Black Rock Gorge.

Start. Evanton (car park in the village centre).

Route. Evanton - Chapel Road - Camden Street - Evanton Wood - Black Rock Gorge - Glenglass Road - Evanton.

Notes. Some things just can’t be photographed they have to be seen to appreciate what the camera can’t capture, Black Rock Gorge is one of these places. Formed at the end of the last ice age, as melting glaciers moved down glens such as Glen Glass, released from the weight of ice the land rose allowing meltwater to exploit weaknesses in the surrounding rock, the result Black Rock Gorge, a 130ft deep cleft, only a few feet wide almost a mile in length with black water roaring through it’s depths. This short woodland walk visits the gorge, dark, dramatic and hidden in the woods.

We parked in the main village car park, directly across the road the Co-op and Cornerstone Cafe, between the two Chapel Road climbs to a fine chapel now a private house. We let Chapel Road guide us to the junction of Camdon Street, here a green finger-post invited us to Black Rock Gorge. With the tarmac of Camdon Street under foot we walked it’s length, to find another green finger-post directing us to the left over the surface of a stoney track, this track in turn guided us into Evanton Wood, with the woods on our left and a green field to our right we wandered on to reach an adventure playground, a path passed to the left another to the right, we followed the latter deep into the woods.

After a few easy ups and downs, the path descended to the first bridge, ignoring this we followed a path parallel to the fence line, this deposited us at the second bridge, views from the bridge were stomach churning, cold air rising through the foreboding slit sent shivers up my spine, the constant rumbling told me somewhere deep down was a bloody great river, all around a eerie magical atmosphere. We gingerly crossed the bridge, the path swung right then left to join a wider path, this we followed down hill to a junction, we turned right to descend to the first bridge, but never crossed.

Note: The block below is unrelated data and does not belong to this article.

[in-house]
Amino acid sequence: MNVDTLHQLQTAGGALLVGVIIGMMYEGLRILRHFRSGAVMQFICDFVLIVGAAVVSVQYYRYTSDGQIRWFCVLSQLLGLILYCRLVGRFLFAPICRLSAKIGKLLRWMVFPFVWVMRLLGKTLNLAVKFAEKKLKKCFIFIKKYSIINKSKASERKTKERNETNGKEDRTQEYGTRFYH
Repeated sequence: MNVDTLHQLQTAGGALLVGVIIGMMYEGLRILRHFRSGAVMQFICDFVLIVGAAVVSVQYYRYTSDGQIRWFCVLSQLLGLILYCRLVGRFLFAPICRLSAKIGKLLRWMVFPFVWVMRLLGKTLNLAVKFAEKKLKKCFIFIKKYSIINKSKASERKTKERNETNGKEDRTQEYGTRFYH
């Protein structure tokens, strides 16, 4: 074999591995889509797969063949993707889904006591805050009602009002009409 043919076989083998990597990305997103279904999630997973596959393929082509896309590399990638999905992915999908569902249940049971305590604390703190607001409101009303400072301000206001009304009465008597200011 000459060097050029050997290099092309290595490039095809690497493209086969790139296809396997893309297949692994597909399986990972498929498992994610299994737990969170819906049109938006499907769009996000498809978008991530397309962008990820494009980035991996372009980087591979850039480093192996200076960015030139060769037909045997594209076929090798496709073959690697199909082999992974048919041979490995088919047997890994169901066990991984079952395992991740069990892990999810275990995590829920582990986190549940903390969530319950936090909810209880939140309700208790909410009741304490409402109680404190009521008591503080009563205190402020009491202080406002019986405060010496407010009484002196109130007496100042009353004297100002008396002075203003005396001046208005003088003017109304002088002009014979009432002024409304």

We continued following the gorge down stream, this section isn't fenced I was quite relieved when the path swung left to join the path we left a short while ago. We then descended to the river, now wide and dark, in a never ending hurry to reach the Cromarty Firth, with the river for company we wandered down stream, passed a turbine house before ascending through pine woods to access a narrow tarmac road disappearing up Glen Glass. This was Glenglass Road it safely guided us back into Evanton.

view route map.


At the head of Chapel Road the chapel mentioned in the text above.

At the end of Camden Street our route turned onto this track.... ushered us through Autumn colours along the edge of Evanton Wood.

This is the river that runs through Black Rock Gorge, Allt Graad, I was expecting the gorge to be totally different, more like we have here.

Sue strides out over a carpet of fallen leaves.

This is it, that river in the shot above flows through this narrow slit, photographs don't do it any justice at all.

I can feel cold air rising from that frightening slit, the sound of a river rumbles deep down and, this bridge I'm standing on rocks.

This walk will be on Sue's facebook page if she doesn't drop the phone.

The Allt Graad below Black Rock Gorge.

Allt Graad Scottish Gaelic for Ugly Stream, there's nothing ugly about it, it starts life in the mountains above Loch Glass, going by the name River Glass as it leaves the high glen.

A walk for another day, Cnoc Fyrish with the Fyrish Monument clearly visible.

The Allt Graad seen from Balconie Street North Bridge.

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